The State of Delaware is expecting to get doses of two of the three prospective COVID-19 vaccines by early December.
However, it’s likely that the vaccines will not be available to the mass public until March.
Gov. John Carney called the news the “light at the end of the tunnel” during Tuesday’s weekly COVID-19 press briefing.
“There is a light at the end of the tunnel,” said Dr. Karyl Rattay, director of the Division of Public Health. “We just have to be careful a little while longer.”
The first vaccine that is likely to receive emergency use authorization from the U.S. Food and Drug Administration is the Pfizer vaccine. It’s said to have a 95 percent rate of effectiveness.
Pfizer’s drug is said to have no serious side effects, but could have minor ones such as a sore arm, slight fever, nausea and body aches, much like the flu vaccine.
The two other vaccines trailing behind Pfizer’s readiness are from Moderna and Astrazeneca. The former also showing a near 95 percent effectiveness and minimal side effects.
An FDA committee will meet on Dec. 10 to discuss the Pfizer vaccine, and Rattay suggested that they might discuss the Moderna vaccine as well.
“They may approve it that day, and it is possible then that it may arrive in Delaware between Dec. 11 and 14,” Rattay said. “That’s the soonest we would have any vaccine.”
Rattay speculated that the state might get around 8,000 doses of the Pfizer vaccine and 7,000 for the Moderna vaccine that week.
A state ethics group has decided that the first group to get the vaccine will be front-line healthcare workers.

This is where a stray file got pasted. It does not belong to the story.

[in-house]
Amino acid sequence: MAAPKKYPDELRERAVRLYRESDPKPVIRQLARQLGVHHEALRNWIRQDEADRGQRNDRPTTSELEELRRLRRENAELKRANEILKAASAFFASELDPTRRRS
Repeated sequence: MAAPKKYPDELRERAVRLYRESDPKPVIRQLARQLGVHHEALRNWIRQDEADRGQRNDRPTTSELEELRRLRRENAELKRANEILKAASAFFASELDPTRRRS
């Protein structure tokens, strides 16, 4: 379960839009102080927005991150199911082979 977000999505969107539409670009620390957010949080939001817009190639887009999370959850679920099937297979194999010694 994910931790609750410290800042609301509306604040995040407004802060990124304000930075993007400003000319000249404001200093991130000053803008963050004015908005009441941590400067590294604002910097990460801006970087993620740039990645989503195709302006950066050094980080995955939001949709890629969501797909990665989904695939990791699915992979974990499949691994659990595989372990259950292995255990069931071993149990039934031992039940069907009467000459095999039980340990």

This does not only include doctors and nurses in the healthcare industry, but also anyone that could be in contact with coronavirus patients, such as EMS workers
“We will be ready when the vaccine gets to us,” Rattay said.
She also said that the state had been praised for being ahead of the curb in planning how to distribute a vaccine.
After the healthcare workers, Rattay says they have a priority list of who gets the vaccine before whom, because the stock of vaccine will be limited.
“We all wish it were tomorrow,” Rattay said, “but we’re anticipating that we’ll have adequate vaccine for the general population around March.”
Once the vaccine becomes widely available, people will be able to get vaccine in the same way that they get their flu vaccinations, she said.
It will come from their own doctors, from local pharmacies and likely even in large vaccination clinics sponsored by the state, as it does with flu shots.
“We’ll have some of those big vaccination clinics where we try to push through lots of people quickly so we can get as much vaccine as we can out there as quickly as possible,” Rattay said.
The state will be updating people about the state plans on its COVID-19 pages at de.gov/covidvaccine.